Blackburn B-24 Skua I K5718 1st prototype
The first prototype Blackburn B-24 Skua I K5718 at Brough in 1937 with wing folded.
The Blackburn Aircraft Company B-24 Skua was a shipboard two-seat fighter / dive bomber designed to meet Air Ministry Specification O.27/34.
It was an all-metal (duralumin) low-wing, stressed-skin monoplane with wings that folded to the rear around an inclined hinge, just outboard of the undercarriage legs. The undercarriage itself was retractable during flight, whilst the crew sat under a long glazed cockpit enclosure, with the rear gunner positioned in line with the wing trailing edge.
The two prototypes (K5178 and K5179) were powered by an 840hp Bristol Mercury IX engine and the type was equipped with landing flaps that also served as dive brakes. Two main watertight compartments were also incorporated into the fuselage to provide buoyancy if the aircraft were to be forced down onto the sea.
Blackburn B-24 Skua I 2nd prototype K5719
The 2nd prototype Blackburn B-24 Skua I K5719 with lengthened nose and turned-up wingtips.
The first prototype Blackburn B-24 (K5178) flew for the first time on 9th February 1937, with the second (K5179) flying on 4th May 1938. The second prototype incorporated turned-up wingtips and a lengthened nose. Both of these features were adopted for the 190 production aircraft which were all designated as Blackburn Skua II.
Production aircraft made use of the 890 hp Bristol Perseus XII engine as it had been decided to reserve Mercury engines for installation on the Bristol Blenheim aircraft.
Blackburn B-24 Skua II L2889 L2874 803 Sqn May 1939
An air to air view of production Blackburn B-24 Skua IIc L2889 & L2874 of 803 Sqn in May 1939.
Armament comprised four forward-firing 0.303 Browning machine guns in the wings and a defensive Lewis gun, fired from the rear cockpit. The bomb load, when operating in the dive bomber role, was a single 500 lb bomb carried in a recess below the fuselage and between the undercarriage legs. For training purposes, eight 30 lb practice bombs could also be carried below the wings.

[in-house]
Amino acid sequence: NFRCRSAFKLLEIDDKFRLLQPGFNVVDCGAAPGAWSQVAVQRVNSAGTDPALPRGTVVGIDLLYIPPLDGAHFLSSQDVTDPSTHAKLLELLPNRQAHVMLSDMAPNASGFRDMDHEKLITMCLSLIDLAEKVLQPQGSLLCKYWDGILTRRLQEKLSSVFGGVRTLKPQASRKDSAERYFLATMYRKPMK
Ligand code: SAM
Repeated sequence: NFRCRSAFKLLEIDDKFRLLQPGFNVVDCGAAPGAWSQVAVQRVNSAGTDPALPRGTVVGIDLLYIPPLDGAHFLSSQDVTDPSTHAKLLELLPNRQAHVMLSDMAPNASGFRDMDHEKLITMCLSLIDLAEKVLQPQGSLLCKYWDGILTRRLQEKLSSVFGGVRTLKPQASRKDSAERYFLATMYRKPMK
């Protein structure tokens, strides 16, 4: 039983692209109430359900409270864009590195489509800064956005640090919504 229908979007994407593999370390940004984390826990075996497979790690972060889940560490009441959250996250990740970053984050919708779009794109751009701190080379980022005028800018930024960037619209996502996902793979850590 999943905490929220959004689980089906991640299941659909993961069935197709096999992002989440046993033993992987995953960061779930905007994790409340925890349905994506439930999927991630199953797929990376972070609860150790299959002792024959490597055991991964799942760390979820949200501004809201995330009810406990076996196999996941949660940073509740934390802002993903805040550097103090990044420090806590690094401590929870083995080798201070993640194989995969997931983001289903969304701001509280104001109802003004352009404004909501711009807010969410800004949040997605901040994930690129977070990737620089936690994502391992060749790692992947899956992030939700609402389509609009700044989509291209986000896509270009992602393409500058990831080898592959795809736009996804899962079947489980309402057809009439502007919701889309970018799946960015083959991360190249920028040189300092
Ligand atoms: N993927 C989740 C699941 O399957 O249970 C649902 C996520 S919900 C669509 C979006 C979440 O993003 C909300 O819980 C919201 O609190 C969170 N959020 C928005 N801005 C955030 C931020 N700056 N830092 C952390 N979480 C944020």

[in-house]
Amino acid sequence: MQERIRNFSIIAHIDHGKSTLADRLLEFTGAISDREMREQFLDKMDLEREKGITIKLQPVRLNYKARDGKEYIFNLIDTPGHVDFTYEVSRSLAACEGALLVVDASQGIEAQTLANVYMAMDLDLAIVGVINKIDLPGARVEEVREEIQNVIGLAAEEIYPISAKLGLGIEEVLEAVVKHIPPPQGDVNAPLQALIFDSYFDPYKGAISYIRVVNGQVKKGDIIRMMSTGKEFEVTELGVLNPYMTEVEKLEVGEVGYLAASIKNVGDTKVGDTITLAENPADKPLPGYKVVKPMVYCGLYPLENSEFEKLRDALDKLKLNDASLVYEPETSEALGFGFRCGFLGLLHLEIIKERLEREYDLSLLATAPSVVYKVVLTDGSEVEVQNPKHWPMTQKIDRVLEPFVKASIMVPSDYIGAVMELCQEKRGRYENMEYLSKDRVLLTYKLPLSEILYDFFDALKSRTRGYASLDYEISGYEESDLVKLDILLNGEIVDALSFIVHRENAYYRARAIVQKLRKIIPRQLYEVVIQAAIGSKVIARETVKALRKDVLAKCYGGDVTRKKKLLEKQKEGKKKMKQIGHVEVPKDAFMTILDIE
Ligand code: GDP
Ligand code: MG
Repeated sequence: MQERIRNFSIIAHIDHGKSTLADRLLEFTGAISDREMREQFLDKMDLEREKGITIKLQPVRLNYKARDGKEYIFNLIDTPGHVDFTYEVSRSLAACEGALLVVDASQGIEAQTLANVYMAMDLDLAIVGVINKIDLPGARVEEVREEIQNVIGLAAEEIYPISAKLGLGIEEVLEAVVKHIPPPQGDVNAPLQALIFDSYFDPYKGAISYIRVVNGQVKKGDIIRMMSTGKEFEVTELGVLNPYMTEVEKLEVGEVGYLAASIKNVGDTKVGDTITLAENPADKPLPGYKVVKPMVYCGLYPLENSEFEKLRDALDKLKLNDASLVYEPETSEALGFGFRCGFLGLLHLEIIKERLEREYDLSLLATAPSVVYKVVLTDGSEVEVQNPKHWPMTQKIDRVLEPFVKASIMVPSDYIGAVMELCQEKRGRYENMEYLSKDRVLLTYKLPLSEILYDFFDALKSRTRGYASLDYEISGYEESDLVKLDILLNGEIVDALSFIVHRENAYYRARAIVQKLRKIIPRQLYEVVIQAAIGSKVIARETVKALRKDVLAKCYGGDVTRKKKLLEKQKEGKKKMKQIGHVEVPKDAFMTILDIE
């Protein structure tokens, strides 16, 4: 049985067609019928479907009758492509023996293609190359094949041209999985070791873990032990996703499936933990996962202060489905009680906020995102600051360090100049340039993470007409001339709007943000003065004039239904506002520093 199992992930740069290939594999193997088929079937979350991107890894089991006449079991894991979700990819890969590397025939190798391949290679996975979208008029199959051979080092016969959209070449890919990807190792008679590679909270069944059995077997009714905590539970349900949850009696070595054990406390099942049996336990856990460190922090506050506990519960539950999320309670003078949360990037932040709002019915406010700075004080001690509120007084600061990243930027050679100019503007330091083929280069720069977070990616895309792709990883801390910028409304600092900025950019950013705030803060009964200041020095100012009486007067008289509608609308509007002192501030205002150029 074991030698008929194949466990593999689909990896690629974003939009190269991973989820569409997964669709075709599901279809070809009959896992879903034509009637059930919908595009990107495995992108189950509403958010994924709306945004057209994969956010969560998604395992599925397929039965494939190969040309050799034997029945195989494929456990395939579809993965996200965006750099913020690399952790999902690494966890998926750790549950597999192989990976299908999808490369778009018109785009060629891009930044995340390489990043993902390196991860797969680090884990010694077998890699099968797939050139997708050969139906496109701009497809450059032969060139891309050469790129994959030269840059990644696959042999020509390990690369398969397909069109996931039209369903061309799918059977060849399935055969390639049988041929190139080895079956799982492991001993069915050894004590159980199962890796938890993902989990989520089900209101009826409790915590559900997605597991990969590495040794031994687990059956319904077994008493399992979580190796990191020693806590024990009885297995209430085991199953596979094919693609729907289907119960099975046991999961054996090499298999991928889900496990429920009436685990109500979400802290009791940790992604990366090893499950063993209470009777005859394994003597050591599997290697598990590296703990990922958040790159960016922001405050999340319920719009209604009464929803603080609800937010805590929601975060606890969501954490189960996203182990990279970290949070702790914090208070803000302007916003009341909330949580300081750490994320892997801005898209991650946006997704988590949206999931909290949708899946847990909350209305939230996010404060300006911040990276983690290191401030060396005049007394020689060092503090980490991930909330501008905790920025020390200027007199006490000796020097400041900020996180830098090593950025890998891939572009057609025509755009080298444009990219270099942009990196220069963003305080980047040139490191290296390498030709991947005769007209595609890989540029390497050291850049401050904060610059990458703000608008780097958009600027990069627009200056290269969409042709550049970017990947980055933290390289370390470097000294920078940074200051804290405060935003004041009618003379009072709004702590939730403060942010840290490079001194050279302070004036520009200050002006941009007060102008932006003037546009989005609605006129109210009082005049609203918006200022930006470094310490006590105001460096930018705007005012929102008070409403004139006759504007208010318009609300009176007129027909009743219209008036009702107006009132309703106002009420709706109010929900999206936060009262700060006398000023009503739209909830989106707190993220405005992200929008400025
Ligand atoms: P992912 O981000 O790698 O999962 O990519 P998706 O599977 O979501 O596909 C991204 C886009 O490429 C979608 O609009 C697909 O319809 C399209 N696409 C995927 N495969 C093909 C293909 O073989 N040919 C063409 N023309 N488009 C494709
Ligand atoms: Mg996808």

As a type, the Blackburn B-24 Skua was found to be 'pleasant and easy to fly and to land' during trials. Although it was outclassed as a fighter, it proved effective as a dive bomber, notably in the sinking of the cruiser Koningsberg at Bergen in April 1940.
The first production Blackburn Skua II (L2867) was flown on 28th August 1938.
The need for a shipboard dive bomber was sufficiently urgent that almost all of the 190 production aircraft were delivered to 800 Squadron and 803 Squadron Fleet Air Arm (FAA) during 1939, for service on HMS Ark Royal. 801 Squadron (FAA) also operated the type on the carrier HMS Furious.
Blackburn B-24 Skua 15x on carrier deck Oct 1940
Fifteen Blackburn B-24 Skua IIs ranged on a carrier deck in October 1940.
The Blackburn B-24 Skua is credited with being the first British type to shoot down an enemy aircraft in air combat during the Second World War, the victim being a Dornier 18 flying boat shot down on 25th September 1939.
A number of aircraft were lost during the Norwegian campaign but the type continued in operational service in the Mediterranean theatre until 1941.
After this, the Blackburn B24 Skua was used mainly for advanced training and target-towing, with late production aircraft being delivered as target tugs from the outset. 
The last Blackburn B-24 Skua in service was struck off charge in March 1945.


Variants & Numbers Built

Blackburn B-24
Skua I                      
840 hp Bristol Mercury IX engine. Two prototypes only K5178 and K5179.
Blackburn B-24
Skua II
890 hp Bristol Perseus XII engine. 190 production aircraft used in fighter, dive bomber and target tug roles.
Total built 192 aircraft


Specification (Skua II)

Powerplant One 890 hp Bristol Perseus XII
Span 46 ft 2 in
Maximum Weight 8,228 lb (dive bomber), 8,124 lb (fighter)
Capacity & Armament Two crew; four forward-firing Browning guns in wings, rear Lewis gun, one 500 lb bomb on an ejector arm under the fuselage. Up to eight 30 lb practice bombs on wing racks.
Maximum Speed 225 mph (fighter)
Max cruise speed 187 mph
Range  435 miles



None although the remains of one nearly complete aircraft were recovered from a Norwegian fjord in 2007. Parts of another aircraft (L2940) were recovered from a Norwegian lake in 1974.

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